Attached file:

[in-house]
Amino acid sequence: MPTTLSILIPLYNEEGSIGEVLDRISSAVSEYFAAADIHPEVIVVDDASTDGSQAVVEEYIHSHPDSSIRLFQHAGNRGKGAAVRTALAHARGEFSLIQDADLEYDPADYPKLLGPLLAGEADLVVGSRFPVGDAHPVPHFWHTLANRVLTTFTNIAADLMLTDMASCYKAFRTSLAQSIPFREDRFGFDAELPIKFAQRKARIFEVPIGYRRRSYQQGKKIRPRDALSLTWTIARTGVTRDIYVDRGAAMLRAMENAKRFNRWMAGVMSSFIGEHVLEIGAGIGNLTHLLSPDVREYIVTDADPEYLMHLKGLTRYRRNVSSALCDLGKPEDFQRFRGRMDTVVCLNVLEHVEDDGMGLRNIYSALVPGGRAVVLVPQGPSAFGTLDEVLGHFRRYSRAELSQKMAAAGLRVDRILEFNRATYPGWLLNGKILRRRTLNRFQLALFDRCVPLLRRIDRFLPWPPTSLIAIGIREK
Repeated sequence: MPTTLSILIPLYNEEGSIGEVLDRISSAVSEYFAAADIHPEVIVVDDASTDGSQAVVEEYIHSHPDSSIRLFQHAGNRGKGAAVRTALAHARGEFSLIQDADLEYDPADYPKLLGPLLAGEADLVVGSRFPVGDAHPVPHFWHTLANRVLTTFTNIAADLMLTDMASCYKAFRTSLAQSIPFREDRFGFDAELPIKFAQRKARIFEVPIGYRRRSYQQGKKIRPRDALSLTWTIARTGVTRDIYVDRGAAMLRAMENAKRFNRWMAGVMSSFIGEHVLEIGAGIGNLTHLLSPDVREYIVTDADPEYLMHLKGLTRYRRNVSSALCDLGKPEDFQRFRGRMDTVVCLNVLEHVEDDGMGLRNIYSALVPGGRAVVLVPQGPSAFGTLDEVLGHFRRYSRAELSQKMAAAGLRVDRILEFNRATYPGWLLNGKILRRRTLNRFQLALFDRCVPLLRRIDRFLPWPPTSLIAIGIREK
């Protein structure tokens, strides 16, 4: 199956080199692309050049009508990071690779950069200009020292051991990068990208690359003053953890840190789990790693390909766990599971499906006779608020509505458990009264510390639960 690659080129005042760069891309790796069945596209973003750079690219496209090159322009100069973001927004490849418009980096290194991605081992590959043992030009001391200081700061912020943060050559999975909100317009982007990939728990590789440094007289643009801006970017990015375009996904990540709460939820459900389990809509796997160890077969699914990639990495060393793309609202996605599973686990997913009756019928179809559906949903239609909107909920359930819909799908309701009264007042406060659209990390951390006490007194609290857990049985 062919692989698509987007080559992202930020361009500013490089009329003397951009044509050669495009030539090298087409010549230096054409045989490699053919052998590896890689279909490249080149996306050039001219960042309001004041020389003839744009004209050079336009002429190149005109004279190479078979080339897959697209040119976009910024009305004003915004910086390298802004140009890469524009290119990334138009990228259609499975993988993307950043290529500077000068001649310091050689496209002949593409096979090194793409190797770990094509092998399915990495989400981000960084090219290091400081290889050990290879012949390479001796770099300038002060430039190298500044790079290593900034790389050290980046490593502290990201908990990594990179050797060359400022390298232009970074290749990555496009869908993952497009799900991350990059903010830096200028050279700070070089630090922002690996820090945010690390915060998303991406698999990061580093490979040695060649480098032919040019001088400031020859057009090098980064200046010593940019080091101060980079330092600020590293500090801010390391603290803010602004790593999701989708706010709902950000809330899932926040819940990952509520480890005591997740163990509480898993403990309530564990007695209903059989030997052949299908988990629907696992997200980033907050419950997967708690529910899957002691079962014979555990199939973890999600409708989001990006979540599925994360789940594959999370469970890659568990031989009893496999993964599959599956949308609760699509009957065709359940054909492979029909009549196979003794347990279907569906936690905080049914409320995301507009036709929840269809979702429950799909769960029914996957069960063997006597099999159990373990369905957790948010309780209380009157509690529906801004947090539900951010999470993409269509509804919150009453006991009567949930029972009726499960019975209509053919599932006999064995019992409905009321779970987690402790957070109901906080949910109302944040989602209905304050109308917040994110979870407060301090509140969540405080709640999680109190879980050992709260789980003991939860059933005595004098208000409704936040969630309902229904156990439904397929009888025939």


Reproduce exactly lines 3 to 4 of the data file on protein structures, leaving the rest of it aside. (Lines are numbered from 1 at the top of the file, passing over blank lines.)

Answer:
Repeated sequence: MPTTLSILIPLYNEEGSIGEVLDRISSAVSEYFAAADIHPEVIVVDDASTDGSQAVVEEYIHSHPDSSIRLFQHAGNRGKGAAVRTALAHARGEFSLIQDADLEYDPADYPKLLGPLLAGEADLVVGSRFPVGDAHPVPHFWHTLANRVLTTFTNIAADLMLTDMASCYKAFRTSLAQSIPFREDRFGFDAELPIKFAQRKARIFEVPIGYRRRSYQQGKKIRPRDALSLTWTIARTGVTRDIYVDRGAAMLRAMENAKRFNRWMAGVMSSFIGEHVLEIGAGIGNLTHLLSPDVREYIVTDADPEYLMHLKGLTRYRRNVSSALCDLGKPEDFQRFRGRMDTVVCLNVLEHVEDDGMGLRNIYSALVPGGRAVVLVPQGPSAFGTLDEVLGHFRRYSRAELSQKMAAAGLRVDRILEFNRATYPGWLLNGKILRRRTLNRFQLALFDRCVPLLRRIDRFLPWPPTSLIAIGIREK
């Protein structure tokens, strides 16, 4: 199956080199692309050049009508990071690779950069200009020292051991990068990208690359003053953890840190789990790693390909766990599971499906006779608020509505458990009264510390639960 690659080129005042760069891309790796069945596209973003750079690219496209090159322009100069973001927004490849418009980096290194991605081992590959043992030009001391200081700061912020943060050559999975909100317009982007990939728990590789440094007289643009801006970017990015375009996904990540709460939820459900389990809509796997160890077969699914990639990495060393793309609202996605599973686990997913009756019928179809559906949903239609909107909920359930819909799908309701009264007042406060659209990390951390006490007194609290857990049985 062919692989698509987007080559992202930020361009500013490089009329003397951009044509050669495009030539090298087409010549230096054409045989490699053919052998590896890689279909490249080149996306050039001219960042309001004041020389003839744009004209050079336009002429190149005109004279190479078979080339897959697209040119976009910024009305004003915004910086390298802004140009890469524009290119990334138009990228259609499975993988993307950043290529500077000068001649310091050689496209002949593409096979090194793409190797770990094509092998399915990495989400981000960084090219290091400081290889050990290879012949390479001796770099300038002060430039190298500044790079290593900034790389050290980046490593502290990201908990990594990179050797060359400022390298232009970074290749990555496009869908993952497009799900991350990059903010830096200028050279700070070089630090922002690996820090945010690390915060998303991406698999990061580093490979040695060649480098032919040019001088400031020859057009090098980064200046010593940019080091101060980079330092600020590293500090801010390391603290803010602004790593999701989708706010709902950000809330899932926040819940990952509520480890005591997740163990509480898993403990309530564990007695209903059989030997052949299908988990629907696992997200980033907050419950997967708690529910899957002691079962014979555990199939973890999600409708989001990006979540599925994360789940594959999370469970890659568990031989009893496999993964599959599956949308609760699509009957065709359940054909492979029909009549196979003794347990279907569906936690905080049914409320995301507009036709929840269809979702429950799909769960029914996957069960063997006597099999159990373990369905957790948010309780209380009157509690529906801004947090539900951010999470993409269509509804919150009453006991009567949930029972009726499960019975209509053919599932006999064995019992409905009321779970987690402790957070109901906080949910109302944040989602209905304050109308917040994110979870407060301090509140969540405080709640999680109190879980050992709260789980003991939860059933005595004098208000409704936040969630309902229904156990439904397929009888025939």